Suicide hotline replacing LAPD officers on some calls could expand to 24 hours

So far, the pilot program has handled 424 calls that otherwise would likely have drawn police, said LAPD officials


By Josh Cain
Daily News, Los Angeles

LOS ANGELES — A hotline providing an alternative to Los Angeles Police Department officers responding to suicide attempts and other mental health emergencies could soon expand to 24 hours a day.

The Los Angeles Police Commission voted Tuesday to recommend increasing the city's contract with Didi Hirsch Mental Health Services, which is still under a one-year pilot program that started in February. The contract now goes to Mayor Eric Garcetti to approve.

Since the program began, the Culver City-based suicide prevention nonprofit has taken 911 calls directly from Los Angeles police dispatchers for eight hours a day, seven days a week. The larger contract — which would more than double from around $378,000 to more than $838,000 — would be amended so Didi Hirsch would accept calls around the clock.

So far, the nonprofit has handled 424 calls that otherwise would most likely have drawn armed police officers, said LAPD Captain Brian Bixler, who runs the department's Mental Evaluation Unit.

Bixler said none of those calls were referred back to 911 dispatchers.

"To me, that's a success," he said.

The original contract meant the nonprofit would take any emergency calls from LAPD to provide "immediate mental health services and emotional support for all callers in crisis."

Didi Hirsch was also contracted to connect callers with clinical supervision, to connect with them in follow-up calls, and to direct them to care programs.

The eight-hour shift that Didi Hirsch providers worked was meant to cover the parts of the day when 911 dispatchers typically receive most suicide calls, from noon to 8 p.m. Bixler later said he still expected the numbers to increase significantly if the service is expanded to 24-hours a day.

Bixler said the initial numbers were lower than what he expected. But he said the program found some LAPD dispatchers who did not refer calls to Didi Hirsch when they could have. They were unfamiliar with how the program worked and didn't quite trust it yet, he said.

"They're uncomfortable sending a call to somebody they don't know," Bixler said. "When they are calling for a police car, they know who (the call) is going to. They know what they're going to get."

Bixler said more training for both the dispatchers and Didi Hirsch workers could help. He said LAPD would provide more opportunities for both sides to learn from each other about how they operate to build up familiarity.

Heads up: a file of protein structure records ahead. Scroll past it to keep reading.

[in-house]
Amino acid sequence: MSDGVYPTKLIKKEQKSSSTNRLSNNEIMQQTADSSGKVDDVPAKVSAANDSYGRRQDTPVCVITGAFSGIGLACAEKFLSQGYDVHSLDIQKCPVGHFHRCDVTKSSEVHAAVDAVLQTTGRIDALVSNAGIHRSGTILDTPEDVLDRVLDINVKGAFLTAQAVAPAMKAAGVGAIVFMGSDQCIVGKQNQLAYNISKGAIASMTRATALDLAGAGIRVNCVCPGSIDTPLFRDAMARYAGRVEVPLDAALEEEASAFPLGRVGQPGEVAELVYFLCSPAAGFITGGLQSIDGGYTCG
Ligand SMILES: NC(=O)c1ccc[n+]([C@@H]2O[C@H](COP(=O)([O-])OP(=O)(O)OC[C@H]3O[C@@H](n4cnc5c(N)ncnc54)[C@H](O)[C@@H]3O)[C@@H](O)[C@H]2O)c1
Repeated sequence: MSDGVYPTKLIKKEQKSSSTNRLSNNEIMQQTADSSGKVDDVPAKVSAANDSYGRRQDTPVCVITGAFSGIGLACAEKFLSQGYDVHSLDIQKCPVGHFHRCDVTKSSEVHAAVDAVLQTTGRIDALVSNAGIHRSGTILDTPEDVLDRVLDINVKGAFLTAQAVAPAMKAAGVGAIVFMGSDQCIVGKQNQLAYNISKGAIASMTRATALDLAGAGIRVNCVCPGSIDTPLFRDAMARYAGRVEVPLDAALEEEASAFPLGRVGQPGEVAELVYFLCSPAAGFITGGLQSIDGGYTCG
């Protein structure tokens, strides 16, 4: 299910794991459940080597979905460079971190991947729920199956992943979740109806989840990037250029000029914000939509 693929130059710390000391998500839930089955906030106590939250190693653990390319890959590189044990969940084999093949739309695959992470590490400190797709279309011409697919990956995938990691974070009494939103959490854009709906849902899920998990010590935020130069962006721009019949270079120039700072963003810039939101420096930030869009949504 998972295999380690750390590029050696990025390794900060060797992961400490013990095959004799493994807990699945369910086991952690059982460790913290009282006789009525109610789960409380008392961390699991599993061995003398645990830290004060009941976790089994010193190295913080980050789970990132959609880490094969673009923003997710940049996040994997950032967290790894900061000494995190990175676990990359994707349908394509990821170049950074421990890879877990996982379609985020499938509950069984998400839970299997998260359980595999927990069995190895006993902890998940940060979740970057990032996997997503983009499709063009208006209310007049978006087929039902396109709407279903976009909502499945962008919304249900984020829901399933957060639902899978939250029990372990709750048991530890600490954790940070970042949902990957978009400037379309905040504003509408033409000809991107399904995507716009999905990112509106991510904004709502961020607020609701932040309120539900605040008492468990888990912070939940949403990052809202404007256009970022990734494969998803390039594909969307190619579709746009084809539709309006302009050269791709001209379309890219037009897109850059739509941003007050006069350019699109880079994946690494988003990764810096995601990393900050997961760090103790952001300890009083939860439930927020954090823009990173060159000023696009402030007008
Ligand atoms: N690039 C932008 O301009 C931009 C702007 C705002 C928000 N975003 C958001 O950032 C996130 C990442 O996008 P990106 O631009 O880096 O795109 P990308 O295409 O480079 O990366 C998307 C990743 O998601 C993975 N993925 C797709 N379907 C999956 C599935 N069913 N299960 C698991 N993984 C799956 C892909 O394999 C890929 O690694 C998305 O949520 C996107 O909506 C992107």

There were times during the early pilot program when the nonprofit was busy with calls, however. In February, just when the COVID-19 pandemic was beginning to emerge in the United States, Didi Hirsch received more than five calls a day. That average went up and down over the next few months. But LAPD data has indicated that the department gets around five to six calls a day that could be diverted to Didi Hirsch, Bixler said.

A similar number of calls that are more serious and would require someone responding in person could be handled by LAPD's SMART units, which pair officers with mental health workers in the field. But there are only 17 of those teams currently.

Developing ways to take mental health calls out of the hands of police and send them to providers who are better suited to help has been going on for years, Bixler said. But a recent push — following the nationwide upheaval against aspects of policing in the U.S. in 2020 — may have helped make LAPD's program a reality.

A frequent target of criticism from L.A.'s coalition of antipolice groups since the George Floyd protests of Spring 2020, LAPD Chief Michel Moore has frequently said he agrees with the call for reducing the reliance on police officers responding to certain situations where they are ill-equipped to respond. That includes calls of people contemplating suicide, and those experiencing mental health crises.

He said Tuesday he wants to see more calls diverted from LAPD, to services like Didi Hirsch and the city's 211 and 311 programs, especially as his force of sworn officers shrinks due to budget cuts.

(c)2021 the Daily News (Los Angeles)

McClatchy-Tribune News Service

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